On January 2, 1996, Teper filed a motion in district court requesting a preliminary injunction prohibiting Georgia state officials (“the State”) from enforcing § 21-5-35 as it applies to candidates for federal office.   The district court, after concluding that Teper had standing to challenge the state statute, determined that Teper had a substantial likelihood of success on the merits of his claim that § 21-5-35 was preempted by FECA and regulations promulgated by the Federal Election Commission (“FEC”) under the Act.2  Consequently, the district court preliminarily enjoined enforcement of § 21-5-35 as it relates to federal elections.3


 The sole issue on appeal is whether Teper has a substantial likelihood of success on the merits of his claim that O.C.G.A. § 21-5-35 is preempted by FECA and FEC regulations.   The district court, in granting Teper a preliminary injunction, concluded that O.C.G.A. § 21-5-35, as applied to federal candidates, falls within the scope of FECA's preemption provision.   We review the ultimate decision of whether to grant a preliminary injunction for abuse of discretion, but we review de novo determinations of law made by the district court en route.  Haitian Refugee Ctr., Inc. v. Baker, 953 F.2d 1498, 1505 (11th Cir.), cert. denied, 502 U.S. 1122, 112 S.Ct. 1245, 117 L.Ed.2d 477 (1992).   The interpretation and application of a federal statute raises an issue of law, subject to plenary review.   See, e.g., United States v. McLeod, 53 F.3d 322, 324 (11th Cir.1995).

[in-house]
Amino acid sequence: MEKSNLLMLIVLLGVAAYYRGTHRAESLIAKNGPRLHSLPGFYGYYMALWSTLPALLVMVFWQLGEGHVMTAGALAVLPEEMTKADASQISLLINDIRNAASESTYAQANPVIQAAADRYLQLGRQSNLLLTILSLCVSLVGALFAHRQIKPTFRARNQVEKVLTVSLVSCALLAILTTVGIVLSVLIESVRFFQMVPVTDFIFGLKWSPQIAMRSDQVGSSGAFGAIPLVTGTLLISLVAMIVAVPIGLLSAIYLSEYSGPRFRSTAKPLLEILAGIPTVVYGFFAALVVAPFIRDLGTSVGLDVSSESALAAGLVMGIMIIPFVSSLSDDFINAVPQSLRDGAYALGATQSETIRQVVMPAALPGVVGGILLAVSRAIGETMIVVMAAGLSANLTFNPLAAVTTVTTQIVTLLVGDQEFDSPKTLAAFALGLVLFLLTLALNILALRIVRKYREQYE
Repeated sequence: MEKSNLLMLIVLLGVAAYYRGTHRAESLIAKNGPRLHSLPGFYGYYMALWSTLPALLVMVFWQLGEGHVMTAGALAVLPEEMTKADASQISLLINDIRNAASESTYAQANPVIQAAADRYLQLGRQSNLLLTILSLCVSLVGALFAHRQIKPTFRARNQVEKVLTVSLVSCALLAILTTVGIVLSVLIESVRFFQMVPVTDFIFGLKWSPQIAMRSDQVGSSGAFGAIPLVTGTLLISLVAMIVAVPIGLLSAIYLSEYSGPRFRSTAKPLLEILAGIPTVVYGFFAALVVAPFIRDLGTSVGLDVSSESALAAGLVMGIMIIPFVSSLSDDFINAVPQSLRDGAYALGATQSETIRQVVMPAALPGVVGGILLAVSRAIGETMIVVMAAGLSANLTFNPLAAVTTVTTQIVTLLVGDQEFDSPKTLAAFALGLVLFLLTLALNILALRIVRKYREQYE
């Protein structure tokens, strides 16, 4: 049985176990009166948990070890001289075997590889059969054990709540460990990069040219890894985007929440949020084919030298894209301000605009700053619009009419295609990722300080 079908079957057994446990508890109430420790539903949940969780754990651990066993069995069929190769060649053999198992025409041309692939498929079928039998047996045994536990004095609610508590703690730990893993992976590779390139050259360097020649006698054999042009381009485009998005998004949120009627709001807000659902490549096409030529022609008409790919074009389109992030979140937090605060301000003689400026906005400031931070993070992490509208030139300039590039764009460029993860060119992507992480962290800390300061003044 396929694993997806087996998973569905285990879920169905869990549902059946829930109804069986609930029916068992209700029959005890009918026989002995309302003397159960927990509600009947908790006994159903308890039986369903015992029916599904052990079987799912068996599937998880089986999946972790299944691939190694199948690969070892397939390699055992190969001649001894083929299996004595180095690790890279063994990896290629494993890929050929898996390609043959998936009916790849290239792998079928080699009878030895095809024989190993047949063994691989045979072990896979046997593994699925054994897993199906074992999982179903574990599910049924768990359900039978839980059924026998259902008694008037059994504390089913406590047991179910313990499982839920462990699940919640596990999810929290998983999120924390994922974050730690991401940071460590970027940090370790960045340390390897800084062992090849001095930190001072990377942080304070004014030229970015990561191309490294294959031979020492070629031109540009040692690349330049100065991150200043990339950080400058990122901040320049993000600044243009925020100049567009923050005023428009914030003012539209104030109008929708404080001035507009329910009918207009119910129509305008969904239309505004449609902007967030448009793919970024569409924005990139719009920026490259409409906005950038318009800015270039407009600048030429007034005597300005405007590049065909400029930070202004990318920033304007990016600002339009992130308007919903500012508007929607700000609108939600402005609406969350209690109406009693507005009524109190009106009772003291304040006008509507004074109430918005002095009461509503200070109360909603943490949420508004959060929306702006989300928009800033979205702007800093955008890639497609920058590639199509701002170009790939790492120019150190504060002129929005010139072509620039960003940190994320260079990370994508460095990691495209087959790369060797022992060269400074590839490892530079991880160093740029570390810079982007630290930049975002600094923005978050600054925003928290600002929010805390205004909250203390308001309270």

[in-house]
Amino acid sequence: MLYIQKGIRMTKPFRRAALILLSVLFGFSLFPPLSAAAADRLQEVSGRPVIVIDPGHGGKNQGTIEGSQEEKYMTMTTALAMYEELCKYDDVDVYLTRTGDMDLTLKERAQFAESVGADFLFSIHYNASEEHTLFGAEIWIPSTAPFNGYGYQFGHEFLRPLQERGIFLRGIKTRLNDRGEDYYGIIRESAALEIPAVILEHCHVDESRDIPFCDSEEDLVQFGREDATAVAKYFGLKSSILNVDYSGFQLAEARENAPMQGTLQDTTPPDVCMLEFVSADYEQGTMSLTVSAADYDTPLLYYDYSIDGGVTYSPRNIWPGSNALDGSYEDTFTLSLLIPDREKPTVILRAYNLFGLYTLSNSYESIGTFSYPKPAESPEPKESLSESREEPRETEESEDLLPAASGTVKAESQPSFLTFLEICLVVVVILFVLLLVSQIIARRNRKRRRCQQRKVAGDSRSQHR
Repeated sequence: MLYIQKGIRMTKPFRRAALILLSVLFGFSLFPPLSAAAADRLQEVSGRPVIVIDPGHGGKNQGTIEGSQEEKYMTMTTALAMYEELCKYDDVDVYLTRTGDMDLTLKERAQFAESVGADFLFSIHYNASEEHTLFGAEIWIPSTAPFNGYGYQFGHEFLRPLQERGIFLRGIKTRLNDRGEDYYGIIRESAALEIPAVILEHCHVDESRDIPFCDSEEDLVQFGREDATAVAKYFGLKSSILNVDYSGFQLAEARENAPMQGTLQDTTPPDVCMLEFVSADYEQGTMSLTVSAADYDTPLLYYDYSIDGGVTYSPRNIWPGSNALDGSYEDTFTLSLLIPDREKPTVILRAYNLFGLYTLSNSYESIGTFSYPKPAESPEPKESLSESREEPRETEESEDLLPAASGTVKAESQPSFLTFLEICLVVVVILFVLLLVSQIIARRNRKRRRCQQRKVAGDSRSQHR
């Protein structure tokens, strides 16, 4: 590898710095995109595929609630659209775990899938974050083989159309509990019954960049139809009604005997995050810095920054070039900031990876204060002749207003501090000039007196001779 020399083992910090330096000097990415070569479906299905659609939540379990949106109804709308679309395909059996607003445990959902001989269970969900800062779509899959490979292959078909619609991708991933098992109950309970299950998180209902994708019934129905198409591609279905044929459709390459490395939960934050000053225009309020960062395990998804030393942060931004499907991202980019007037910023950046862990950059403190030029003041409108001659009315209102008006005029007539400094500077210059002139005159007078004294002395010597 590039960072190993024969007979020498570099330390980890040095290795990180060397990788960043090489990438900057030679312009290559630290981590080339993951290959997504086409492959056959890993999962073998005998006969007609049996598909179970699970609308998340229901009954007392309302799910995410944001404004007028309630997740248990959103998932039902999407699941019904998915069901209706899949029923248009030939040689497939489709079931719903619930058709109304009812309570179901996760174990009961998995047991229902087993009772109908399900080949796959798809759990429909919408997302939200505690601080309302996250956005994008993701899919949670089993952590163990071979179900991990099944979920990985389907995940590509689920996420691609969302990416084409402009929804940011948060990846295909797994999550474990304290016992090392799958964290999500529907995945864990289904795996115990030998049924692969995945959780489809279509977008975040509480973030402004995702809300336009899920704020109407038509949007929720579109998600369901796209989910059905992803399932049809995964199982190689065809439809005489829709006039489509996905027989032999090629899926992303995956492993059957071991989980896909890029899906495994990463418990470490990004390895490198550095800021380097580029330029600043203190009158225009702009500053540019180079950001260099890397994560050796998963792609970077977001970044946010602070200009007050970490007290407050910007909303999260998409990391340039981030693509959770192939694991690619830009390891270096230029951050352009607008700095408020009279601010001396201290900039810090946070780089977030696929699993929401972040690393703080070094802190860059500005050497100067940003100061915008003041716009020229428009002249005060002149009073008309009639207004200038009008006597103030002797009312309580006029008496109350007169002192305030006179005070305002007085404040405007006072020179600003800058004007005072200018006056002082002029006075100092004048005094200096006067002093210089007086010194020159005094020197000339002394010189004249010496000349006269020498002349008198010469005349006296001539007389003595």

Preemption doctrine is rooted in the Supremacy Clause and grows from the premise that when state law conflicts or interferes with federal law, state law must give way.   See, e.g., CSX Transp., Inc. v. Easterwood, 507 U.S. 658, 662-64, 113 S.Ct. 1732, 1737, 123 L.Ed.2d 387 (1993);  Cipollone v. Liggett Group, Inc., 505 U.S. 504, 515-16, 112 S.Ct. 2608, 2617, 120 L.Ed.2d 407 (1992).   Federalism concerns counsel that state law should not be found preempted unless that is “the clear and manifest purpose of Congress.”  Rice v. Santa Fe Elevator Corp., 331 U.S. 218, 230, 67 S.Ct. 1146, 1152, 91 L.Ed. 1447 (1947).  “Clear and manifest” does not necessarily mean “express,” however, and Congress's intent to preempt can be implied from the structure and purpose of a statute even if it is not unambiguously stated in the text.  Jones v. Rath Packing Co., 430 U.S. 519, 523-25, 97 S.Ct. 1305, 1309, 51 L.Ed.2d 604 (1977).